At which point, SBC will find itself looking for an hotel operator (if one can be found in the post-COVID hospitality and accommodation climate – and, inevitably, at a much reduced rent), or running a ramshackle hotel itself (along with the Scarborough and Whitby Spa Complexes and who knows what for a herd of white elephants.

Will the old St Nick ever make enough to cover even the (minimal) interest on that £14million PWLB loan? Or is this going to be a burden for life for the Borough’s taxpayers?

Hmmmm. Or should I say HMO?

Meanwhile, the value of the property can only sink and SBC will be £14 million into a property that might (just) be worth £2.5 – £3million – and then SIDDONS threw them another £¾ million of good revenue money after bad investment money.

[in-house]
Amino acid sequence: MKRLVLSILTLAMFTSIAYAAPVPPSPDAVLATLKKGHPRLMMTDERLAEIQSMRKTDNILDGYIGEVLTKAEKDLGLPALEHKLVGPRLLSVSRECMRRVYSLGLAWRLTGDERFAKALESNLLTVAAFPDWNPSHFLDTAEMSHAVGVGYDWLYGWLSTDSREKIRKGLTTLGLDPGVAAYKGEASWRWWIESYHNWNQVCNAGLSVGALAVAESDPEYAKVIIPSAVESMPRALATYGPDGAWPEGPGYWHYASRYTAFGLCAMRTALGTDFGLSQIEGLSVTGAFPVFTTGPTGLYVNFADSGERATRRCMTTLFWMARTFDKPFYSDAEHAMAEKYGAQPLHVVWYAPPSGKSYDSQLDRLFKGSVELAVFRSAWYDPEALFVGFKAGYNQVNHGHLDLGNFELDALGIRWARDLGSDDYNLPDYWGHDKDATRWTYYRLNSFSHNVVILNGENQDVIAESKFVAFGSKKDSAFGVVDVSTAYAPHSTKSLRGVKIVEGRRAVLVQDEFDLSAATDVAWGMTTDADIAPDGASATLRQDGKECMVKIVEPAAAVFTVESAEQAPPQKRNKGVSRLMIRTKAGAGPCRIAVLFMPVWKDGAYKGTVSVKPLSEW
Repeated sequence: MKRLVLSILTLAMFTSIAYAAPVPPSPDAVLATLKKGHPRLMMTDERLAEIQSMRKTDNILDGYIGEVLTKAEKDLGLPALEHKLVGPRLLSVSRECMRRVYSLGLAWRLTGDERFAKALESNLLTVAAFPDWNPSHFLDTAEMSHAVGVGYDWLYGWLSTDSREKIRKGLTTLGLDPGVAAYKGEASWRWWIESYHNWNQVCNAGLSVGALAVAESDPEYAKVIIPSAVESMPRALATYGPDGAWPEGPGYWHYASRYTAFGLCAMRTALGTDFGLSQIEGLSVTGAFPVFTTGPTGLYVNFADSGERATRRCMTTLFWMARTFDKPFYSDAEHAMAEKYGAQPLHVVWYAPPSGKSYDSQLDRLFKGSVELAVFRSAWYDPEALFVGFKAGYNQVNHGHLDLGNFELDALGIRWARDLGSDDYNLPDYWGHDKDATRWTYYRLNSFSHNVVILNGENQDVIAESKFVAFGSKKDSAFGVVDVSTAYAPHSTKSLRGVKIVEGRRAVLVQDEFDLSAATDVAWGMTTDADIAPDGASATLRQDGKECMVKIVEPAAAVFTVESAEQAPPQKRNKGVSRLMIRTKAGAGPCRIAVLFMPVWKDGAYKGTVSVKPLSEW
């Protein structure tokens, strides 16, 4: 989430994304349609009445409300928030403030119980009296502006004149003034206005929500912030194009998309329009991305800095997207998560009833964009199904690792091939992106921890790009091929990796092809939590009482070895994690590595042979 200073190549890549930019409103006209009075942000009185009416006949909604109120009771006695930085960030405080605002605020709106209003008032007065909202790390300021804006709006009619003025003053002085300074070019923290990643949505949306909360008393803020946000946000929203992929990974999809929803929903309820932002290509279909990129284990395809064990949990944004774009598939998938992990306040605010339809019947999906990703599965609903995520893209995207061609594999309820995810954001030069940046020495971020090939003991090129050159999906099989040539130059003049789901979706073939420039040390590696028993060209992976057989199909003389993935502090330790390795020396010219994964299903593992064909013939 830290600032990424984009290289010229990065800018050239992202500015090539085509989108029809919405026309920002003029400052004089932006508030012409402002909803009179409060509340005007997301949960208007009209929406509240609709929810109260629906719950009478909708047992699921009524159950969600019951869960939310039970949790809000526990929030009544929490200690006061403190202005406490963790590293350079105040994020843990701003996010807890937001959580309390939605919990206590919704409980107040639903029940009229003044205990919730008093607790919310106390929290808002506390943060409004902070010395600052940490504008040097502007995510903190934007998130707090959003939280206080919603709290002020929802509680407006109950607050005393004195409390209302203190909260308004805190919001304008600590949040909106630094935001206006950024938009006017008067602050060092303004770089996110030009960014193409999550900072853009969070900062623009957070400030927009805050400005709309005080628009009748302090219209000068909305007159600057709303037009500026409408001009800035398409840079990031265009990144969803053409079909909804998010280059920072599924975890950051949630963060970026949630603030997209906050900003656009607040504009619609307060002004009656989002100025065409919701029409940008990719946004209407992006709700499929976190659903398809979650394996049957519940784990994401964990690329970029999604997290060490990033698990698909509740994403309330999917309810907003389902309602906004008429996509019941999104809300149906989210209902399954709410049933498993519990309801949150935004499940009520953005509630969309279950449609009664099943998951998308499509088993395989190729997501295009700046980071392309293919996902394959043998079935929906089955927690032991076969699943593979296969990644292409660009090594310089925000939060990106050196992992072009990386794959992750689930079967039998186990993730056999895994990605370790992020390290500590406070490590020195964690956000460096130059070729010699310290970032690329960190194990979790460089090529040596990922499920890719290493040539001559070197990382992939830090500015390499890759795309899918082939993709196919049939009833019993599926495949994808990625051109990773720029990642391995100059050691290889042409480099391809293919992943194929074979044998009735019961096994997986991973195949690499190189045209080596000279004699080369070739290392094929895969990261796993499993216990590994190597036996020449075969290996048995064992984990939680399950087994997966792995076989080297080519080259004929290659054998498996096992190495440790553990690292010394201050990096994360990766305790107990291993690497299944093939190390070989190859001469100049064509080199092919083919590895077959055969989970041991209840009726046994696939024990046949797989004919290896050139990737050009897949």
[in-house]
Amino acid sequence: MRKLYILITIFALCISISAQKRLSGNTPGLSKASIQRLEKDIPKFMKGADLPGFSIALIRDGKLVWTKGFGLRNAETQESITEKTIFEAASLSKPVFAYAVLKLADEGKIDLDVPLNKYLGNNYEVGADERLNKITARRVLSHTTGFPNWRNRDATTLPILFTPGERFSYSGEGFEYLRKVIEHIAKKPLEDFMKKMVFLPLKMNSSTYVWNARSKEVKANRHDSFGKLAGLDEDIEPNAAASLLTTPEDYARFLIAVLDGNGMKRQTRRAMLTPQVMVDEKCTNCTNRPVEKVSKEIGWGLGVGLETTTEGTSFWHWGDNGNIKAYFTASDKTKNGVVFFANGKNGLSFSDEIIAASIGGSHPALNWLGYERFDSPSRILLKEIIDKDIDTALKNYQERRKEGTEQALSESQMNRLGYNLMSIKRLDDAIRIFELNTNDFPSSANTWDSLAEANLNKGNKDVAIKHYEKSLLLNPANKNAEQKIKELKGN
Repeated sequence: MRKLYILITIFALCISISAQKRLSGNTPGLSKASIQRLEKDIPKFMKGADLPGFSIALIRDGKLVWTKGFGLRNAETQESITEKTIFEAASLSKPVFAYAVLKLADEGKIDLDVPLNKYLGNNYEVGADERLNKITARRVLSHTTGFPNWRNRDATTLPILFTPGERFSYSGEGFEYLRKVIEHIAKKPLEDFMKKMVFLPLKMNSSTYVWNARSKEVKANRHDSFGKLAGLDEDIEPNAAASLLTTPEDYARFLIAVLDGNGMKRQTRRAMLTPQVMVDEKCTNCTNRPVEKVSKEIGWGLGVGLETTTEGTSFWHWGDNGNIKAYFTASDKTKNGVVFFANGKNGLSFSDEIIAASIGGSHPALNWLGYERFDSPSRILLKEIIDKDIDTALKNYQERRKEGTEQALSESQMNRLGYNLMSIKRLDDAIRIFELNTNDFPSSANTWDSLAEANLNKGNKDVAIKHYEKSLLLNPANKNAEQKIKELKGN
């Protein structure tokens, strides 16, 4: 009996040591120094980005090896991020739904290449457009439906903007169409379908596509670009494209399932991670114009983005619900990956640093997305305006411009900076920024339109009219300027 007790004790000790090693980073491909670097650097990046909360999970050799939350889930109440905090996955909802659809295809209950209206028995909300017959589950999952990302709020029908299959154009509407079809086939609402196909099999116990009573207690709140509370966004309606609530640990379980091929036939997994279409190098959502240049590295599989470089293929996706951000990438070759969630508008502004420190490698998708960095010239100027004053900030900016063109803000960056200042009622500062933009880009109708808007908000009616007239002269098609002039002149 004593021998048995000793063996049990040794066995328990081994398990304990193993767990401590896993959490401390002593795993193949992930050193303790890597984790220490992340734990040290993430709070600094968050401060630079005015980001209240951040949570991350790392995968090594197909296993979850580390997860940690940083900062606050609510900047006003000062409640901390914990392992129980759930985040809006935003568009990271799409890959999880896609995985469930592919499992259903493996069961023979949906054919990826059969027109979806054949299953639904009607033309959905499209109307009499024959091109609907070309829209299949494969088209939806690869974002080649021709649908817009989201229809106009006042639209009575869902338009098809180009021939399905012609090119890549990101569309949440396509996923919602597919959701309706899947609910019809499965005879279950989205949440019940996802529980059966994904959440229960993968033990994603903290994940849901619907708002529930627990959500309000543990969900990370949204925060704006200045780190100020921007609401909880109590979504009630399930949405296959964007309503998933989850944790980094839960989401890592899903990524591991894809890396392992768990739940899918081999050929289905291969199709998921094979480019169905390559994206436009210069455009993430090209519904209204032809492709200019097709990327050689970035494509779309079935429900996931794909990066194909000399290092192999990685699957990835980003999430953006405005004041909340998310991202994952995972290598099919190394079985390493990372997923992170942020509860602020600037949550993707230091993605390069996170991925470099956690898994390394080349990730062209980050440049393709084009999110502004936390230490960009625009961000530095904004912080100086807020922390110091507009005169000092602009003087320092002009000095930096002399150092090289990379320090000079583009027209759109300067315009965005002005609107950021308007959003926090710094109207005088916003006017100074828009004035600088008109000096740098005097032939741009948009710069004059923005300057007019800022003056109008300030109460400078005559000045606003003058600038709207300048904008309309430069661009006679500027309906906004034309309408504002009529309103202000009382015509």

Who amongst readers would gainsay my opinion that Mr BRADLEY has bought us a ‘pig in a poke’? Or that Councillor SIDDONS has been hoping to hide the fact – at least until after that No Confidence Vote?

And now, on top of a tissue of follies, comes word from the inside that CEO Mike GREENE has been agitating for the Council to step in and purchase the failing Brunswick Center.

They tell me the collective noun for a plurality of pigs is a ‘drift’ or a ‘drove’.

OAT . . . Waterpark . . . Travelodge . . . ARGOS . . . Brunswick Centre

£6m . . . . . . £9m . . . . . . . . £14m . . . . . . . £22m . . . . . . . . . . ??? . . . . . . .

Fifty-one million pounds and counting